For more information or to give, visit chagives.org
Red and green trains illuminated with warm Christmas lights delivered the backdrop for the launch of a citywide and global celebration of giving.
Lesley Scearce, president and CEO at United Way of Greater Chattanooga, stood with dozens of local nonprofit group representatives and elected officials Tuesday at the Chattanooga Choo Choo as she announced plans for the second annual #CHAgives kickoff. The event, part of an international day of giving known as #GivingTuesday, will take place the Tuesday after Thanksgiving.
"On Tuesday, Nov. 29, our entire community will come together in a great act of generosity," Scearce said. "We're going to join a worldwide movement of 40,000 organizations in 71 countries who believe that it's better to give than to receive."
Causeway, the United Way of Greater Chattanooga and the Community Foundation of Greater Chattanooga are leading the effort. Their goal is to raise $250,000 for local nonprofit organizations in one day — $150,000 more than the $100,000 raised in 2015, the first year Chattanooga participated in the event. The global observance of #GivingTuesday originated in New York City in 2012.
Abby Garrison, Causeway executive director, said a list of participating nonprofit organizations is available at chagives.org. The site also includes a list of restaurants donating a portion of their proceeds on Nov. 29.
Causeway, located at 16 Patten Parkway, will be the campaign headquarters for the event, and throughout the day, nonprofit organizations will tweet live updates on contributions and goals.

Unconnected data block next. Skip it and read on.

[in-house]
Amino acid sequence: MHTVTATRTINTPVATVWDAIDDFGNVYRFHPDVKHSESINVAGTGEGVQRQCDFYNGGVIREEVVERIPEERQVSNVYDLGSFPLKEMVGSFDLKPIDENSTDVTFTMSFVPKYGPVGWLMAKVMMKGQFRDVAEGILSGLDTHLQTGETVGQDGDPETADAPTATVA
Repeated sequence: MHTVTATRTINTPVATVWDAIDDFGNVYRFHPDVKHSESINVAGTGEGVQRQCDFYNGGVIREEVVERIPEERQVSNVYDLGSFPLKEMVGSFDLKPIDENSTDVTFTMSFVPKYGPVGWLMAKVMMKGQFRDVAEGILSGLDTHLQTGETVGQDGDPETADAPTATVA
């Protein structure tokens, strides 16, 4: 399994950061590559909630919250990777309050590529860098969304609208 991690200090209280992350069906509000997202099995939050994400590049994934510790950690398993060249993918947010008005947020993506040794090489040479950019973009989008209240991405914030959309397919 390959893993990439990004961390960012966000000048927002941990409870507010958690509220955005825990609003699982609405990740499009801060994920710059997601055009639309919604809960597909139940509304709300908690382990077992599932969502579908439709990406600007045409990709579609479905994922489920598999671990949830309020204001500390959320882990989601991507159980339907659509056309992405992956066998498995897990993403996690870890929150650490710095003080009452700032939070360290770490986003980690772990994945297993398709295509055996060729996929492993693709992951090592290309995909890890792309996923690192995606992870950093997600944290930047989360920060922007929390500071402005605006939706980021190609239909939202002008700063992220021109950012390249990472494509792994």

On Tuesday, dozens of nonprofit leaders carried signs at the #CHAgives kickoff to promote their agencies and the event.
Chattanooga Autism Center Executive Director Dave Buck wants to use #CHAgives to be a day for raising awareness about autism, so instead of having a goal for how much people contribute, he's focusing on getting at least 100 people to give any amount on Nov. 29.
And Chattanooga Zoo Development Coordinator Amy Allara said the zoo is $3 million away from its $6 million goal to start construction on the zoo's Africa expansion anticipated in 2018. The exhibit will include lions and giraffes.
Ricardo Morris, the new executive director of the Association for Visual Arts, and Kate Warren, executive director for Art120, came to inspire contributions to their separate organizations. Both want to increase access to art in communities and public schools.
Warren rode near the crowd on her bright green and gold student-made dragon bike.
More than 30 elementary schools in Hamilton County have no art classes, she said, and she wants to raise money to put art programs in schools.
Morris encouraged residents to patronize the Bluff View Art District on Nov. 29, noting that all restaurants and shops will contribute 10 percent of profits to the Association for Visual Arts for its educational art programs.
Mayor Andy Berke said despite images of bickering politicians and other negative stories that make the country seem selfish, it's the people's generosity that makes the nation and city successful.
"The reason we have made strides as a community is not because government has been so great or because private industry was so great," Berke said. " it's because we try to figure out ways to care about each other."
Contact staff writer Yolanda Putman at email@example.com or 423-757-6431.